This BAFTA award-winning horror has long been on my “must watch” list. Sadly, I’m no longer a freeloading undergraduate with cash and time to spare, so I couldn’t catch it at the cinema. Luckily, Netflix bought it — a surefire sign that the film was gold — and I got to watch it this weekend.

Called an “Iranian Babadook” due to its slow build and psychological horror element, this film holds a 7.0 on IMDB and 98% fresh on RottenTomatoes — rarely heard of scores for a horror. Foreign language? Check. Original setting? Check. Social commentary? Check. Mark Kermode approved? Check. It’s everything that a latte-supping cosmopolitan liberal like myself should love. And how I wanted to love it. But this was the single-handed most disappointing film experience I have had in years.

Where The Babadook was a nerve-shredding slowburn, Under the Shadow was just a patience-shredding slow. 82 minutes never felt so long. The film wasn’t awful: jaunts to the basement bomb shelter were creepy, the sound design was at times deeply unsettling, and the evil presence was original and truly scary. But unlike The Babadook which nigh-on perfectly balanced psychological terror, monster scares, and possible mental breakdown in a is-it-isn’t-it-real stylee, Under the Shadow just felt like a going-nowhere social commentary on the state of women in post-revolutionary Iran with a bit of bump-in-the-night thrown in. Tension wasn’t maintained, the film didn’t feel like it was headed anywhere, and our mother and daughter, strangely, never truly seem imperilled by the menacing presence. The picture juggles several themes, yet never delivers on any of them. Smaller productions often suffer from fewer rewrites, Under the Shadow is no exception: this is a screenplay crying out for another round or two of redrafting. It never fulfills the ample potential it hints at.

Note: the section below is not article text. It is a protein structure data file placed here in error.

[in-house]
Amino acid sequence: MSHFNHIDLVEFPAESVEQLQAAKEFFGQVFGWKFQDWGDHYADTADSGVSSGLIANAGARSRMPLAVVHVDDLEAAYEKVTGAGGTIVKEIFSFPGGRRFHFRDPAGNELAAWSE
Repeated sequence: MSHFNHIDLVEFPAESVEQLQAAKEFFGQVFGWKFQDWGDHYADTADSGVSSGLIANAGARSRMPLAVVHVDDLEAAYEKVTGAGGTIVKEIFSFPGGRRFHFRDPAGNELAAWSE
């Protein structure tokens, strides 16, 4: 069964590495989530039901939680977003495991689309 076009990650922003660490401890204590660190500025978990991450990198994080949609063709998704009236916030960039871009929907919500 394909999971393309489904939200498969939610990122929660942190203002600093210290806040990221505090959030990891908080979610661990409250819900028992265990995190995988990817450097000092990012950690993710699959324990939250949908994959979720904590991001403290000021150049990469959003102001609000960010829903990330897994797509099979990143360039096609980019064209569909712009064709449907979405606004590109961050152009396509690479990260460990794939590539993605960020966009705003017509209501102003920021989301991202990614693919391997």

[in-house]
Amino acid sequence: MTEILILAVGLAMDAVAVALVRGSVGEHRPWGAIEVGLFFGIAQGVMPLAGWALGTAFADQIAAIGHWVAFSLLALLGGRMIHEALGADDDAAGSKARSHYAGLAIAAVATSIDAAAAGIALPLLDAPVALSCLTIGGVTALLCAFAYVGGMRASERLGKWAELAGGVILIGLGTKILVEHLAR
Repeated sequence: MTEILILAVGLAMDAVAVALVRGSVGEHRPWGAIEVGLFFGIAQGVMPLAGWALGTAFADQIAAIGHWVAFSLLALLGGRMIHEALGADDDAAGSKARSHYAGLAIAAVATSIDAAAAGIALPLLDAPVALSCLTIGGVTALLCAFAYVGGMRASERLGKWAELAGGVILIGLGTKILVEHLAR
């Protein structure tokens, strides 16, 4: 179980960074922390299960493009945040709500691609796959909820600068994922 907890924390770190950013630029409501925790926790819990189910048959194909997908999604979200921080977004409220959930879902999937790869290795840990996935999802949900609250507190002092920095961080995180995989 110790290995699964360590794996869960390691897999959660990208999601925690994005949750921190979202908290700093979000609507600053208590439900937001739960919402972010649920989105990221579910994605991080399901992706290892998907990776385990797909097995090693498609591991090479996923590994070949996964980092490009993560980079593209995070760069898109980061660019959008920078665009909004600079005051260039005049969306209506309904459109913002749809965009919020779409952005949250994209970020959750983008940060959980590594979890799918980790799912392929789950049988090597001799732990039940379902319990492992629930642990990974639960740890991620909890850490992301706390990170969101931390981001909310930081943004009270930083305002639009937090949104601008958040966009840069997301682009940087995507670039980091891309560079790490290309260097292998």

However, the acting, direction, clever construction, and originality save the film somewhat. Memorable, note-worthy, but sadly Under the Shadow just doesn’t hang together.

© 2017 Bryan A. J. Parry

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Netflix Review: Under the Shadow (2016) #100WordReview #Netflix @UTSFilm @KermodeMovie #UnderTheShadow

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Under the Shadow (2016) sees a mother struggle to maintain a normal family life in war-torn 1980s Tehran amidst Iraqi bombs and a mysterious evil presence.